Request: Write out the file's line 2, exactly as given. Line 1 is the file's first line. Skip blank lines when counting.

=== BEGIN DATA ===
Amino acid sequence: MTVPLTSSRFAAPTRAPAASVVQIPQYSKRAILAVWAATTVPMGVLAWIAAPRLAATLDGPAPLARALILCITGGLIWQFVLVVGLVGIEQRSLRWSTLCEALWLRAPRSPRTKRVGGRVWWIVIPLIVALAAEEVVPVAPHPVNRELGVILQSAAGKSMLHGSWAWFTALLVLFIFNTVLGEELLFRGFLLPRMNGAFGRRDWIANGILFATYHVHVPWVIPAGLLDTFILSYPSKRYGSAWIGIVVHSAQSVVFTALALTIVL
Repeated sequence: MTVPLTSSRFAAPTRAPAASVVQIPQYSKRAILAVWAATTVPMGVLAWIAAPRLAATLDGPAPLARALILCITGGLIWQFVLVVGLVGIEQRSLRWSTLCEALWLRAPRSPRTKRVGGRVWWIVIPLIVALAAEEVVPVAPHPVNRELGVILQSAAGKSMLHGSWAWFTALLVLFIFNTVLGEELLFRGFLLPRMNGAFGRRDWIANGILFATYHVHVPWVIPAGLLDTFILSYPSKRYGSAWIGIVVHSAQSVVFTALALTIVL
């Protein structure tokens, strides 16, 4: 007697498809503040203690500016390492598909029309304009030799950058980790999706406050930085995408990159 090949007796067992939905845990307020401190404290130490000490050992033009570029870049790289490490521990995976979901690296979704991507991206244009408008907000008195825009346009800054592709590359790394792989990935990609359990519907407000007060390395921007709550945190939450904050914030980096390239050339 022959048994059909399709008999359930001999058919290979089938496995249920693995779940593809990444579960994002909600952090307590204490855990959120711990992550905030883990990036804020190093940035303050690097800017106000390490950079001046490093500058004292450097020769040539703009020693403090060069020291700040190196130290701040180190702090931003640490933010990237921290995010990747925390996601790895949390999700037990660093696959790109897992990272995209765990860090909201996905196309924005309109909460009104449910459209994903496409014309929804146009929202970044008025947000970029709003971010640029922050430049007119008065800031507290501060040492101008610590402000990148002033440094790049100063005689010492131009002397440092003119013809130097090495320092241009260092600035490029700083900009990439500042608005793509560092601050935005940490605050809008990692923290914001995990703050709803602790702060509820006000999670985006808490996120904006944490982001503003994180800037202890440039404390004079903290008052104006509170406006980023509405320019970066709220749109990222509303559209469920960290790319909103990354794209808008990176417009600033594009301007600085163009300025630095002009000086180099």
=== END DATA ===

Repeated sequence: MTVPLTSSRFAAPTRAPAASVVQIPQYSKRAILAVWAATTVPMGVLAWIAAPRLAATLDGPAPLARALILCITGGLIWQFVLVVGLVGIEQRSLRWSTLCEALWLRAPRSPRTKRVGGRVWWIVIPLIVALAAEEVVPVAPHPVNRELGVILQSAAGKSMLHGSWAWFTALLVLFIFNTVLGEELLFRGFLLPRMNGAFGRRDWIANGILFATYHVHVPWVIPAGLLDTFILSYPSKRYGSAWIGIVVHSAQSVVFTALALTIVL